Have you thought about your web application plugins and third-party libraries in your efforts to become ready for GDPR?

We can’t ignore it anymore: the General Data Protection Regulation (GDPR) will become law in all 28 EU member states. Hopefully you’re already taking action to prepare your business for these new regulations to protect privacy. If not, get started now!

Plugins and libraries

If you have a website or webshop and you use a common platform like WordPress, Drupal, Joomla, Magento, PrestaShop or WooCommerce, you most likely use a diversitiy of plugins to provide a richer customer experience and have extra features beyond the basic functionality of the platform. But are these plugins safe to use and won’t violate GDPR?

To give you an example what I mean, let’s look at a plugin for WordPress for having a contact form on your website. A quick search for “contact form” on the WordPress Plugins page, gives me numerous results. I just take the first two in my result.

screenshot wordpress plugins
screenshot wordpress plugins

Contact Form 7

Contact Form 7 is a simple plugin that allows you to add forms in your WordPress website and all communication will be e-mailed to an email address you specify.

Contact Form by WPForms

Contact Form by WPForms is a more advanced plugin that allows you to design your forms with a drag-and-drop interface and add created forms to your posts and pages with a click of a button. All submitted forms will be collected in the WordPress database for easy lead follow-up.

Review

While both plugins offer the same basic functionality, the way they process submitted contact forms is different. Where Contact Form 7 just sends the form directly to an email address without storing any information inside a database. From privacy point of view, this is a good thing. When your WordPress installation gets compromised, no personal data is kept there.

Contact Form by WPForms is storing the information directly in the WordPress database, unfortunately it does this in plain-text, so when the database gets compromised, the data is accessible for anyone who wants it. A better solution in this case would be that the data is encrypted or secured in a separate database away from WordPress, but this would be too complicated for the end user.

Our conclusion: we prefer to use Contact Form 7 because data is not stored on the server.

What about eCommerce?

Above we just described a very common but simple problem for a blog website, but what about the more complex eCommerce websites where some extra functionality is required to be a webshop?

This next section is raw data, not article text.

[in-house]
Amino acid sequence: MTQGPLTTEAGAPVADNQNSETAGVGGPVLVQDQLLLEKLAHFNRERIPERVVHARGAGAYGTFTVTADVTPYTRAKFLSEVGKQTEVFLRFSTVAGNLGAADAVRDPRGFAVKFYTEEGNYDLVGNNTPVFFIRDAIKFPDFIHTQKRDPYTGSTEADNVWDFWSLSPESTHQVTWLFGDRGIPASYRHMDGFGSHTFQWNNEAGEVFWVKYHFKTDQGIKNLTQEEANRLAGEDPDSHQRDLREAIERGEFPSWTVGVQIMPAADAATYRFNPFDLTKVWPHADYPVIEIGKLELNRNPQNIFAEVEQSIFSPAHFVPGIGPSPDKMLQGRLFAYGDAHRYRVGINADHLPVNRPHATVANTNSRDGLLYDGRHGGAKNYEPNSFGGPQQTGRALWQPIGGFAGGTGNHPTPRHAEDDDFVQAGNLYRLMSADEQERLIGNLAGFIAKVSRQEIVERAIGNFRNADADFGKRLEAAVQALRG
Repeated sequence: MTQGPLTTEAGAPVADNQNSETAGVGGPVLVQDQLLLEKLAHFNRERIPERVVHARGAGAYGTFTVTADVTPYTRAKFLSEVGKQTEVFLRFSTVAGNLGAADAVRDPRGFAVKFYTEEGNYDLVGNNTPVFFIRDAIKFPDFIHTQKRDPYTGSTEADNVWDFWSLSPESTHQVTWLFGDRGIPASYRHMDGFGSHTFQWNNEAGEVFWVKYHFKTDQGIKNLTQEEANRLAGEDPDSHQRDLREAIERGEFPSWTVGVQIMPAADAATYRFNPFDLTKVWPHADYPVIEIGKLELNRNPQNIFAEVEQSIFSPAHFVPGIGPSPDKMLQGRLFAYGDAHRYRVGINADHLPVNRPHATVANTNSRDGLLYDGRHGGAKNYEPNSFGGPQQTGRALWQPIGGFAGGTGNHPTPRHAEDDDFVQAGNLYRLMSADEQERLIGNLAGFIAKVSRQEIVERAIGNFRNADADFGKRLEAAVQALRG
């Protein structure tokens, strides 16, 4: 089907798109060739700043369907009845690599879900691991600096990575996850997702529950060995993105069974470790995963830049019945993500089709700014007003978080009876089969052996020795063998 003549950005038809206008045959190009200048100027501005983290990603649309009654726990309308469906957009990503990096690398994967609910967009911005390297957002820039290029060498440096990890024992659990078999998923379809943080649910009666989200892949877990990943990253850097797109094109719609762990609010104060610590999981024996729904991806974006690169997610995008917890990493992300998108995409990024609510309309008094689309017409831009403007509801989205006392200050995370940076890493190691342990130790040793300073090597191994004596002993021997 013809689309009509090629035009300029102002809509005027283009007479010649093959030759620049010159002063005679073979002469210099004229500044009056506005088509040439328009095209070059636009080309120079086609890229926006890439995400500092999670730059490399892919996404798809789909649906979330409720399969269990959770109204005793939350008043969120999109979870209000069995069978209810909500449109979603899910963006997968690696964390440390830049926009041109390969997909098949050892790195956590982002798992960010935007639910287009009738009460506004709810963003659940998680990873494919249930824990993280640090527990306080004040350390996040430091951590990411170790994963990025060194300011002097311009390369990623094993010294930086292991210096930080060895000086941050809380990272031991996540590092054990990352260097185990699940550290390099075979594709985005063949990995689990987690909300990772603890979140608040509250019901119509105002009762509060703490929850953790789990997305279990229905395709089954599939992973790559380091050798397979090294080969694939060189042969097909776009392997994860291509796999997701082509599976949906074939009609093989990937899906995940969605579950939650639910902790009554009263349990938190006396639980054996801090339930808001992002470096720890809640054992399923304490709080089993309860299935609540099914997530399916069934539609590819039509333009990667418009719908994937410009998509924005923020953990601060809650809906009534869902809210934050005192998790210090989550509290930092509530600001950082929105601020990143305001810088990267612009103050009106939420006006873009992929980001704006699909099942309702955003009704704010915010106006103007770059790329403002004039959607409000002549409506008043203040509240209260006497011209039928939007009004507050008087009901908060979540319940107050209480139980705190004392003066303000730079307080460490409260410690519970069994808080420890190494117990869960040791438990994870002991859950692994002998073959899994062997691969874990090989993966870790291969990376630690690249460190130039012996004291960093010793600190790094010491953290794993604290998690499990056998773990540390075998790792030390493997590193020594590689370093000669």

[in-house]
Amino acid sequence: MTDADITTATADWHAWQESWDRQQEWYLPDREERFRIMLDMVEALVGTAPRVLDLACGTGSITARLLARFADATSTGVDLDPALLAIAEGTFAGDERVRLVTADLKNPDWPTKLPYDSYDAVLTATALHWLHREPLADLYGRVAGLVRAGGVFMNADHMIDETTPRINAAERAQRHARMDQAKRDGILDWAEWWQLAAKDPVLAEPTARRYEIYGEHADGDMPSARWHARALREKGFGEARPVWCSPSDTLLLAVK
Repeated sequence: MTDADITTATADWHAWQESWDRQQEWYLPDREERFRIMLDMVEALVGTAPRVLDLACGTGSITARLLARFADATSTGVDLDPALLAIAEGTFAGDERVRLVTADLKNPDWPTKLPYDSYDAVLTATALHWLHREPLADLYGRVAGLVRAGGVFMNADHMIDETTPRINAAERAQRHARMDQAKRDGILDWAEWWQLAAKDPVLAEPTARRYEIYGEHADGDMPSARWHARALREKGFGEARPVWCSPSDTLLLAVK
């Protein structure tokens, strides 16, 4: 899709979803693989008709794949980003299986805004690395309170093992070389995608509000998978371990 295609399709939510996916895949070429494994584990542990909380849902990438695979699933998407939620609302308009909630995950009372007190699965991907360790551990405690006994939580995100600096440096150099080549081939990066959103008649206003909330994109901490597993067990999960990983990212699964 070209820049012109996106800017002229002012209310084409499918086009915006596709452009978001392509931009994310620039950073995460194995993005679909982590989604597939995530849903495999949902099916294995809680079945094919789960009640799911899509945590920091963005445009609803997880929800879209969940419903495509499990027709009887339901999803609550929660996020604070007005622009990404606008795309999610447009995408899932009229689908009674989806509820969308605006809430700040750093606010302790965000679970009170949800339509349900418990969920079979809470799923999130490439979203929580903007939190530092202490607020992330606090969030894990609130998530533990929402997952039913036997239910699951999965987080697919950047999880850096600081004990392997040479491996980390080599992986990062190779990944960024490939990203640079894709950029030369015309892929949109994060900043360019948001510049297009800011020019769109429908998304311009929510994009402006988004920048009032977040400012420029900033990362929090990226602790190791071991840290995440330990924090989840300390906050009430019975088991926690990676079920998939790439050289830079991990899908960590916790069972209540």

We see that Payment, Shipping & Transportation and Customer Supportplugins are common on most online shops. And since all of these require some form of Personal Identifiable Information, choosing the right one is a very important step.

We contacted directly vendors and services of these plugins to figure out if they were going to be ready for GDPR by May 2018. Their answers provided us enough information to create an online tool to check if a specific plugin is safe to use for GDPR. It also comes with an API if you prefer to automate your checks.

Plugin Check

What can you do yourself?

If you’re using a website or eCommerce platform, see if you can reduce the amount of customer information stored in the database of the platform. If the platform gets compromised, your customer data will be at risk too.

When you’re using a 3rd-party service provider for processing payments, delivering goods or providing a support platform, you need to be careful. GDPR is a shared responsibility! Even when you’re fully compliant with GDPR, your supplier needs to be that as well. Luckily most services are taking enough measures to protect the data of their customers (you), but not all. So ensure you have done plenty of research figuring out what your supplier is doing for GDPR and make sure you have a formal agreement with your supplier that you share PII with them.

One last advice I would like to leave you with: store the minimal amount of information required to run your web application. The less information you have, the lower risk of a personal information is breached. And if you do have to store information on your system, make sure you keep it in a separate, more secure and preferrably encrypted data storage. There are plugins and add-ons out there that offer the ability to select a different database than what you use for your web application.


Michelangelo van Dam

Michelangelo van Dam is a senior PHP architect, PHP community leader and international conference speaker with many contributions to PHP projects and community events.

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